Welcome to part two of our April 2019 Inspirational Interview with Soraya Chemaly, women’s human rights activist and author of RAGE BECOMES HER.

Ms. Chemaly is an award-winning writer and media critic whose writing appears regularly in national and international media including The Atlantic, The Nation, Verge, Quartz, TIME, Salon, The Guardian and The New Statesman. She speaks frequently on topics related to inclusivity, free speech, sexualised violence, data and technology. She is the director of the Women’s Media Center Speech Project an initiative dedicated to expanding women’s civic and political participation. She currently serves on the national boards of the Women’s Media Center and Women, Action and the Media, as well as on the advisory councils of the Center for Democracy and Technology, VIDA, and Common Sense Media. As an activist, Ms. Chemaly has spear-headed multiple successful campaigns challenging corporations to address online harassment and abuse, restrictive content moderation and censorship, and institutional biases that affect free speech.

In this part of the interview, Ms. Chemaly talks about the #MeToo movement, supporting female journalists, and the changes in social media in relation to stopping violence against women (VAW).

All pictures courtesy of Soraya Chemaly.

6. For the past decade, you’ve been advocating and campaigning online for women’s human rights and the safety of women on social media and other virtual spaces, including co-leading the campaign by Women, Action, and the Media to hold Facebook accountable for better moderation standards for stopping the harassment of women on their platform. Have there been any changes and improvements in the way online harassment has been handled by social media platforms since the campaign?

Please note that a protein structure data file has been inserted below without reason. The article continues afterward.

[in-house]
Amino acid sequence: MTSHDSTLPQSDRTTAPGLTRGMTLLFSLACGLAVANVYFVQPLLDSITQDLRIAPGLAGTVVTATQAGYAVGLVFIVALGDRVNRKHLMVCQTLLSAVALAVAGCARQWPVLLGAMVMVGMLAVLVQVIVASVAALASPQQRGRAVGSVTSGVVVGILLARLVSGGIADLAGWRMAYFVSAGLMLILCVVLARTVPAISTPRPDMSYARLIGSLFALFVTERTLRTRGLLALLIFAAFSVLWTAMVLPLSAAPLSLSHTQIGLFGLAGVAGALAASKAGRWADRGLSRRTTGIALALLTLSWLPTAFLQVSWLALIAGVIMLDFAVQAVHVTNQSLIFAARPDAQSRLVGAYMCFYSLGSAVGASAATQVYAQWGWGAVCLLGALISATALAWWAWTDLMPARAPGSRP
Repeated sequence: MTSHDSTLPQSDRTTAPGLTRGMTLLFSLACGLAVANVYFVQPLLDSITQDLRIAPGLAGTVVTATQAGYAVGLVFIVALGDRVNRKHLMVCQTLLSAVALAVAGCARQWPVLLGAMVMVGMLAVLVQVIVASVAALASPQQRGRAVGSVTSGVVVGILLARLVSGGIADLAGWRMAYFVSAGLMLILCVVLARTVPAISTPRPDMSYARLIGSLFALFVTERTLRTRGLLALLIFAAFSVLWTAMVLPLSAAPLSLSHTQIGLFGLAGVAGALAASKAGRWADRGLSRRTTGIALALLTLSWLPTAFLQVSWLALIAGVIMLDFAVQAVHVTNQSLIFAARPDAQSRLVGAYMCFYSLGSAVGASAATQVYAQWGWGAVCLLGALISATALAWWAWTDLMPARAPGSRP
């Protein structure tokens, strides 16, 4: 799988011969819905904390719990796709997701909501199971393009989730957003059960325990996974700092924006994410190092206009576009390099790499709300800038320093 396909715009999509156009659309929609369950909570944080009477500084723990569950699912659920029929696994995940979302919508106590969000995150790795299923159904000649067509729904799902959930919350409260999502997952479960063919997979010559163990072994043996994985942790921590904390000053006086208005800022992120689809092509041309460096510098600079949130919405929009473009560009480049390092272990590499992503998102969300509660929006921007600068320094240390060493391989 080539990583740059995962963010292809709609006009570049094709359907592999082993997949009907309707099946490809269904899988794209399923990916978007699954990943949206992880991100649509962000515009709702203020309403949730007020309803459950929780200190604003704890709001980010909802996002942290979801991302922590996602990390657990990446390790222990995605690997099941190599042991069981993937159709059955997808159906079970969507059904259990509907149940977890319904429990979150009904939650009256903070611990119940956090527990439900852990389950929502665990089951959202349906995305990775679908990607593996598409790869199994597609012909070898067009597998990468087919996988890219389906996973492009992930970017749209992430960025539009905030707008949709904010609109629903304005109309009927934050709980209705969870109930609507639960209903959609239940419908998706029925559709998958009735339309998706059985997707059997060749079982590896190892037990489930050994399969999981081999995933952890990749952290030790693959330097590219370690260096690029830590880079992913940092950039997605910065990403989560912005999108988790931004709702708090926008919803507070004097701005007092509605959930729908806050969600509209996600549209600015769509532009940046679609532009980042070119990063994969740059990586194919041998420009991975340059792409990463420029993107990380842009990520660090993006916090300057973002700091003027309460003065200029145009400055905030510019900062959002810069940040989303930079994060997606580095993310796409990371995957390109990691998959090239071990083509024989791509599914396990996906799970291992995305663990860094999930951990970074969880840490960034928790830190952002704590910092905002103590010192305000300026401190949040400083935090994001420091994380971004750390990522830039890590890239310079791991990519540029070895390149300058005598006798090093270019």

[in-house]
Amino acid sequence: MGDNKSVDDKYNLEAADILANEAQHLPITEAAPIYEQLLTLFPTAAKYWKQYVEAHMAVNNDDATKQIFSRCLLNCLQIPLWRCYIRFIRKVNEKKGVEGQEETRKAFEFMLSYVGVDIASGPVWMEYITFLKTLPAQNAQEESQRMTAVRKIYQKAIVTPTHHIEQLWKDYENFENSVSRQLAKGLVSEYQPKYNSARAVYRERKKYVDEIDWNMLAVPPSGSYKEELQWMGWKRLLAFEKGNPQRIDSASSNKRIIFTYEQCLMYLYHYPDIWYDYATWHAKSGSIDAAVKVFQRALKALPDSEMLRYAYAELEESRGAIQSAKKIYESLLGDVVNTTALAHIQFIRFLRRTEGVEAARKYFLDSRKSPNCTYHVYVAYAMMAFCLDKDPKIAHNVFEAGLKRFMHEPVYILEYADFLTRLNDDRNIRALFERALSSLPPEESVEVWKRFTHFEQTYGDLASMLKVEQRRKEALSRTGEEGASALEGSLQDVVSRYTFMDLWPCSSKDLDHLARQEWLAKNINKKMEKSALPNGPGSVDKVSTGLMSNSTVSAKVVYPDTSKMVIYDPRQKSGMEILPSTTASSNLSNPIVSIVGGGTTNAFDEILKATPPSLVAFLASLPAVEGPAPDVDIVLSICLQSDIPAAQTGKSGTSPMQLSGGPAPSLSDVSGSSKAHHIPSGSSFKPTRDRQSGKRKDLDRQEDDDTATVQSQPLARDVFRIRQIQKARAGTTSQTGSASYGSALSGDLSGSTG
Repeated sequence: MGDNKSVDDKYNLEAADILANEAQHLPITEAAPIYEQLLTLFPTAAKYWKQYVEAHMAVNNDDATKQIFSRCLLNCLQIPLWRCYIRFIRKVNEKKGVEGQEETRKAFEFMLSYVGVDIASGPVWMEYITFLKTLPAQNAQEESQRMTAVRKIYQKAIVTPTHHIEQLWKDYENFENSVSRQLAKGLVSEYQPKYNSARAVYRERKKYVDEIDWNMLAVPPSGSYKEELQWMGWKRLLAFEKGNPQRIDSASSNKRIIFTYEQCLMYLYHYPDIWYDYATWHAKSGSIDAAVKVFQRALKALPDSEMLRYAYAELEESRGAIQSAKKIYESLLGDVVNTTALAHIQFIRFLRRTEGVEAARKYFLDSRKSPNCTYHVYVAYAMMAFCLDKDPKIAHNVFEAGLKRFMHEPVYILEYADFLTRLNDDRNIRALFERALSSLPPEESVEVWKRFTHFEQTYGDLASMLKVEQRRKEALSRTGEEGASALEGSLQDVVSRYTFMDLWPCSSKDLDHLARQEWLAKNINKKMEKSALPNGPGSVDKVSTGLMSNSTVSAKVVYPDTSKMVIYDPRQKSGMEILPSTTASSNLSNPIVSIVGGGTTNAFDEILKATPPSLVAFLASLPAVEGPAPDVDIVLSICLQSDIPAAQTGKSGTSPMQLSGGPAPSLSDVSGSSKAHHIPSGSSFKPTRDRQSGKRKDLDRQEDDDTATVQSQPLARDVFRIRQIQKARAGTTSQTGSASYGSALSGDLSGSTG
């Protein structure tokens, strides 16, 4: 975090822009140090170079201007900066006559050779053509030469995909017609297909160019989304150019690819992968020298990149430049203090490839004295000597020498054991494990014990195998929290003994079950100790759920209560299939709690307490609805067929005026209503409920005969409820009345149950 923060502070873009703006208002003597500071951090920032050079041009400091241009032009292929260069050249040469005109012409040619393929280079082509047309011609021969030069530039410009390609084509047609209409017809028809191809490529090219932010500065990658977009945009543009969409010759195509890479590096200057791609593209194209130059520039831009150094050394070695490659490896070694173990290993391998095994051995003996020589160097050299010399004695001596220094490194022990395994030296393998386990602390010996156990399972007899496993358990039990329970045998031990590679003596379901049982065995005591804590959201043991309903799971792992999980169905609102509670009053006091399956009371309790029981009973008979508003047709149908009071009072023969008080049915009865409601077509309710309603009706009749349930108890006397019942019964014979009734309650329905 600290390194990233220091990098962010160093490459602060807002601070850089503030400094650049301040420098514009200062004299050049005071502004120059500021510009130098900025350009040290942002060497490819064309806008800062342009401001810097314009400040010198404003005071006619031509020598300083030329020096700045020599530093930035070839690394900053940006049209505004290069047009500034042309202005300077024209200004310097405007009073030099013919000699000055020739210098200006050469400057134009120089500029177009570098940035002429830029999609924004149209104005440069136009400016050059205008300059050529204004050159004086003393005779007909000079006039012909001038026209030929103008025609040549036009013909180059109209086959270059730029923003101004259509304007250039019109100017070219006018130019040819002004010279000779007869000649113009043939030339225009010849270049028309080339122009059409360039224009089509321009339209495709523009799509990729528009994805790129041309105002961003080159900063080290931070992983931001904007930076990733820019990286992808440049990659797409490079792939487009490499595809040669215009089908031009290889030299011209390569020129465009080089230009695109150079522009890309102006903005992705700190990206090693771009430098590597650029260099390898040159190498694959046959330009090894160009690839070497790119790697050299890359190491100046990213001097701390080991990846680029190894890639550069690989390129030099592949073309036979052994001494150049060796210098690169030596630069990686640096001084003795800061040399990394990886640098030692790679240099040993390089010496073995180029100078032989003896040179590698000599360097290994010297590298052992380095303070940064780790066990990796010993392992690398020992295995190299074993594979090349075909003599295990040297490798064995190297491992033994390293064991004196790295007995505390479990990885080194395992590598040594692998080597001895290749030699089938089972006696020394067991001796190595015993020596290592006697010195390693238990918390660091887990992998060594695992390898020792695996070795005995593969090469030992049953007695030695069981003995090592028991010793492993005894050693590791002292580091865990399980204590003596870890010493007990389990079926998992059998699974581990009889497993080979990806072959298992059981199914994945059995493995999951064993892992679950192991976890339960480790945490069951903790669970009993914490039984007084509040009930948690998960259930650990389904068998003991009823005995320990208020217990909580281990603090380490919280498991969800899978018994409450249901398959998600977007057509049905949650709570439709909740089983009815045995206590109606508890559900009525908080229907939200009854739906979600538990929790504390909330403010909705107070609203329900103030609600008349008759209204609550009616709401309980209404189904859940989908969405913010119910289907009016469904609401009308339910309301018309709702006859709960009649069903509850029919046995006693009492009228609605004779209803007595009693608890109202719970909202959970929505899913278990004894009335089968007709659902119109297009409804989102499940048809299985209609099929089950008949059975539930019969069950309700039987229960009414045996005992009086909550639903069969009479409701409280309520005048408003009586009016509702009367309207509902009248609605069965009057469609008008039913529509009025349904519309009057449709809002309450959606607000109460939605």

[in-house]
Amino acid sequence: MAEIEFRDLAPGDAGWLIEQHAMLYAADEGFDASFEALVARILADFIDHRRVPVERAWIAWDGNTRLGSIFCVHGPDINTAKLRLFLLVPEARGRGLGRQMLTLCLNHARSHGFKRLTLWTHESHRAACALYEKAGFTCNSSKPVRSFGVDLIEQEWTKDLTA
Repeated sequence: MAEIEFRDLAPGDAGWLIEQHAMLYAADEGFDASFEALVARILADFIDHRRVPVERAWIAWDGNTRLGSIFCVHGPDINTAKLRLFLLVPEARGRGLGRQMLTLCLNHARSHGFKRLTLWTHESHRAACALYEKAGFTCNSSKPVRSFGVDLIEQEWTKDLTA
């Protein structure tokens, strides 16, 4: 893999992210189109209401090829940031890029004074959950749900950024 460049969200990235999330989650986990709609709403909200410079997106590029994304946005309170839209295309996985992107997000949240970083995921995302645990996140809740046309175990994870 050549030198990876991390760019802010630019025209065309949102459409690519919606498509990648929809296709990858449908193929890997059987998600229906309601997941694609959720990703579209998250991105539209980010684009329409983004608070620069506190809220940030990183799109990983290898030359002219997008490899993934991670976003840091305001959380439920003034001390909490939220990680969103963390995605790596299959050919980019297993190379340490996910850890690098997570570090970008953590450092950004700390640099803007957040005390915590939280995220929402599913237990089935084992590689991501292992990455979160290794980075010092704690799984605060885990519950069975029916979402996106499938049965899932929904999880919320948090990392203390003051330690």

I think there have been some successes and improvements, such as social media companies deciding to bar “revenge porn” as harassing and abusive. But, in the big picture sense, I think changes to policies (as opposed to improved assessment of risk in produce design and development) are superficial fixes that come too late.


7. In the age of #MeToo, what would you recommend men and boys do if they want to be supportive of stopping violence against women but are unsure about how to help?

First, stop doubting and minimising what women are saying. Believe them. Studies show, for example, that the majority of men in the US don’t think sexism is real or impactful in women’s lives. Studies also show high degrees among men of doubt about women’s experiences of harassment and assault. So, in effect, when women tell their stories, or demand to be taken seriously, men think they are lying and exaggerating. We are going to go nowhere, or only very slowly make change, as long as this is the case.


8. How can The Pixel Project’s supporters engage with and support female journalists, critics, writers, and bloggers who are under attack for reporting on and/or advocating for women’s human rights and safety?

This is such a good question. I would say amplifying their stories, providing online back up and support when disparaging and threatening content is dominating interactions. Mainly though, continuing to do the excellent work of raising public awareness and sharing resources that are available globally.


9. What are your plans for the next 5 years – any other books and initiatives in the pipeline?

*Laughs* I will tell you as soon as I know! I would like to continue writing.


10. In your opinion, now that we are in the age of #MeToo, what would be the next phase in the long and ongoing battle to end violence against women?

I think a massive push to infuse early childhood education with progressive principles of dignity, consent, respect and empathy is what we have to do. It is a powerful intergenerational legacy of change.